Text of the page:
Reprinted from the Tideland News of Swansboro
RALEIGH — Although there have been rumors a that compromise might be in the works, a controversial bill to lift most restrictions on building small jetties called terminal groins along the state’s beaches has not moved out of committee since Gov. Pat McCrory voiced his opposition early last month.
Ryan Tronovitch, McCrory’s deputy communications director, said last month that the governor and the state Department of Environment, Health and Natural Resources are “for the most part happy with the 2011 compromise law” that allowed construction of groins at four inlets “and prefer to wait and see how that works out before changes are made.”
Senate Bill 151, sponsored by Sen. Bill Rabon, R-Brunswick, passed the state Senate on April 15 and was referred to the House Committee on the Environment. Although it seemed to be sailing smoothly, the bill hit rough water in the House.
Sen. Bill Rabon
The legislation would lift the cap of four groins that was set in the compromise passed in 2011 and would allow multiple structures at each of the state’s 14 inlets. The bill also removes many of the environmental and economic safeguards included in the previous legislation.
Groins are small jetties that are usually built of stone or rock and extend into the water, perpendicular to the shore. They are designed to trap sand that moves along the beach. While they can be successful in building up limited sections of a beach, groins can also increase erosion elsewhere along the beach. They and other types of hard structures, such as seawalls, had been illegal along the state’s beaches until the 2011 law allowed up to four projects.
Groins have since been planned on Figure Eight and Bald Head islands and in Ocean Isle Beach and Holden Beach. The projects are in various stages of planning and review and none has applied for state permits. Proponents of the new bill, however, say that the strict requirements of the 2011 legislation are the major reasons.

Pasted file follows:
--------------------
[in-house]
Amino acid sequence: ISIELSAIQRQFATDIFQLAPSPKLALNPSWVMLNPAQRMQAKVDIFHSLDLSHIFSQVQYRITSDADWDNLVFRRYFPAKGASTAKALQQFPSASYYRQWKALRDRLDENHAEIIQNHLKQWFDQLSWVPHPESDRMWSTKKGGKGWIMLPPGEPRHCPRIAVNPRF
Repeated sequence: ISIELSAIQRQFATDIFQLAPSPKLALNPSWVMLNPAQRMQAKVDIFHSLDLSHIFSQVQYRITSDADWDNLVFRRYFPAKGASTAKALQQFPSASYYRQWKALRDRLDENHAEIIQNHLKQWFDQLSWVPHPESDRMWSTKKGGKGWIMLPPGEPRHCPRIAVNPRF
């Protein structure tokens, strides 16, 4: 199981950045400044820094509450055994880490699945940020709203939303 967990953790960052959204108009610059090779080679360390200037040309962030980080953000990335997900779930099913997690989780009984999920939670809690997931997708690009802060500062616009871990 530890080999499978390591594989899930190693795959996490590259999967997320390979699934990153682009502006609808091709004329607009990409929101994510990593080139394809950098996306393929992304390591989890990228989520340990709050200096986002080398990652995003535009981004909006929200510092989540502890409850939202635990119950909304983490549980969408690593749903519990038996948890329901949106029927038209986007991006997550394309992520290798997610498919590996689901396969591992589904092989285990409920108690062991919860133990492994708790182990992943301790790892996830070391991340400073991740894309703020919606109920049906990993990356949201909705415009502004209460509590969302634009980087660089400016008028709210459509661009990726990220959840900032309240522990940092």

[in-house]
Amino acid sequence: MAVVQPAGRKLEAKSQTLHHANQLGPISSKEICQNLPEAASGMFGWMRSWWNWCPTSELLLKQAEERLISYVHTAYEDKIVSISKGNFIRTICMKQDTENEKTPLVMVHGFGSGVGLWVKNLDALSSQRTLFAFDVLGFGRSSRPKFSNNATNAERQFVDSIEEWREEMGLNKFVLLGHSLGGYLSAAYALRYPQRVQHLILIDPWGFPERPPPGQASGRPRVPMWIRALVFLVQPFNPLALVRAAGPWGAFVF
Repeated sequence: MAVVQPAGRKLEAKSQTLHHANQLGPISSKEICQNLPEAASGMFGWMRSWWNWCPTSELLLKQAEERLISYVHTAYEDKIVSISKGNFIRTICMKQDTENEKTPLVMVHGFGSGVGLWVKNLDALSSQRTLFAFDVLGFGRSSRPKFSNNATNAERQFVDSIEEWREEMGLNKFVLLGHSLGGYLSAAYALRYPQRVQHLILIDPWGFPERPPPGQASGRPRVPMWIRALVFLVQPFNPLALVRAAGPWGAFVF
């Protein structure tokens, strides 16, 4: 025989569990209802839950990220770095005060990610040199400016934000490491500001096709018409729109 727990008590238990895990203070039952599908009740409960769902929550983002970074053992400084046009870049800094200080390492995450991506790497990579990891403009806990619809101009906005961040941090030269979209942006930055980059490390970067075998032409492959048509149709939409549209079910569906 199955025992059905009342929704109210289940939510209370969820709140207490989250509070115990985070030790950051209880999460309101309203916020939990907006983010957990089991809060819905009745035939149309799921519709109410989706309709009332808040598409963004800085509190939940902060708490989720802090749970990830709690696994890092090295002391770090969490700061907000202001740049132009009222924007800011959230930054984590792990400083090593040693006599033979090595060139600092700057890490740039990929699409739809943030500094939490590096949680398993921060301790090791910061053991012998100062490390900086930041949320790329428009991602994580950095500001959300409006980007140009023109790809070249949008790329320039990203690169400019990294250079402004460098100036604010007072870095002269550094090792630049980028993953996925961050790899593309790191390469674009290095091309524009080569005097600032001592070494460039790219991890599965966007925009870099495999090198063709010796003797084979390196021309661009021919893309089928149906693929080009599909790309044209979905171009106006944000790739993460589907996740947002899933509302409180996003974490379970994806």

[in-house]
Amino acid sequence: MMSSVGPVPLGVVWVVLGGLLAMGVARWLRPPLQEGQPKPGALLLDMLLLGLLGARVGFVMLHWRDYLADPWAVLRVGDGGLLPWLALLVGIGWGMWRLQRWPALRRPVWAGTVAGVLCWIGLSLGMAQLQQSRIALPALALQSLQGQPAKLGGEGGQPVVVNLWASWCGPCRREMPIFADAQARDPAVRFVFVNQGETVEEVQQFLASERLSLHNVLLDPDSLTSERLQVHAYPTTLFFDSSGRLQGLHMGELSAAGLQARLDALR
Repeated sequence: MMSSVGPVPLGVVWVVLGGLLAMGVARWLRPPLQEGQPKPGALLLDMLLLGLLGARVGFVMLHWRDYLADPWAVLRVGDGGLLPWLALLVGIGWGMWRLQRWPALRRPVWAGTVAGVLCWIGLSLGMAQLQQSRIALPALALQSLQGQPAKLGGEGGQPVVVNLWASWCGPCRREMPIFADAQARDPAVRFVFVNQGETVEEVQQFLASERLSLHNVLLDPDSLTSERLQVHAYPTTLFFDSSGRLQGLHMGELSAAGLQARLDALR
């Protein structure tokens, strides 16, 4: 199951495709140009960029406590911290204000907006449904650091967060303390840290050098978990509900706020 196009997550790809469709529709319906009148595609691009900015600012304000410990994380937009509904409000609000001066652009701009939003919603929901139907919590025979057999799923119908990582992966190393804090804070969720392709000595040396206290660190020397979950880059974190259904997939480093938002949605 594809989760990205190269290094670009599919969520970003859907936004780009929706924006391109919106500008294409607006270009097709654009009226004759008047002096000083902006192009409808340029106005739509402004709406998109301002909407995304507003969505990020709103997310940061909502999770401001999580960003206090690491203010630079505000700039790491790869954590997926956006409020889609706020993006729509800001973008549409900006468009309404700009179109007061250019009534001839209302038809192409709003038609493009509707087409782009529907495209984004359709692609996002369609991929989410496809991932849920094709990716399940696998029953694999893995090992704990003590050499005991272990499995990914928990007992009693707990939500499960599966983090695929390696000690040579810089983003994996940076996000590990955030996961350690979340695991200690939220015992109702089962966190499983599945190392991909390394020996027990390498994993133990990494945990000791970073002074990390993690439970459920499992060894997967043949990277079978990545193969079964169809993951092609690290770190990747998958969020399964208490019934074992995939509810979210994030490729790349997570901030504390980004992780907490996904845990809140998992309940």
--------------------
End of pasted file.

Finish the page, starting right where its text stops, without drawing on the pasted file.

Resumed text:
The rumored compromise would reinstate the four-groin cap, but require only that those who build groins prove in advance that they have the money to remove the structures if they fail. The 2011 law also required applicants to provide bonds for long-term maintenance or for fixing any damages the structures might cause to nearby beaches or buildings.
Todd Miller, executive director of the N.C. Coastal Federation, the Carteret County-based organization that has long fought to prohibit groins and other hard erosion-control structures along the state’s oceanfront, said recently he was happy to hear the governor and the environmental agency opposed the bill and hopes the legislation is permanently stalled.
“This bill essentially guts the compromise bill on groins that was carefully crafted after much debate in 2011,” he said. “It essentially would open the door for groin fields. It would be a disaster for the coast.”
Sen. Harry Brown, R-Onslow, sponsored the 2011 bill and lauded its environmental safeguards at the time, noting that the bill protects the state’s beaches and taxpayers. It prohibited state money from being used to build groins unless the N.C. General Assembly approved it and it required in most cases a referendum if towns or counties wanted to use local taxpayer money to pay for a groin project. The new bill removes those provisions.
“That (the 2011 bill) was an attempt at a responsible piece of legislation,” Miller said. “This new bill removes all accountability. It allows these damaging structures to be built anywhere, with no regard for what they might do to public beaches.”
Particularly troublesome, Miller said, is the bill’s elimination of the requirement that a local government hold a referendum to spend local money on a groin project. “These are multi-million dollar projects that primarily would benefit a few property owners at the expense of the public beach,” he said.
Rabon has said the groins could reduce the amount of inlet dredging and could save taxpayers money in the long run. He and other proponents of groins contend they cause little or no damage.
He also has said the financial requirements in the 2011 bill were too restrictive and has noted that the bill does require the towns to cover the cost of removal if the groins don’t function properly.
If the new bill passes, Miller said, those who oppose hard structure on the state’s beaches would most likely have to turn to the the courts and to the federal government. Efforts to stop projects at the federal level would likely hinge on the potential for the loss of natural habitat at the project sites, he said.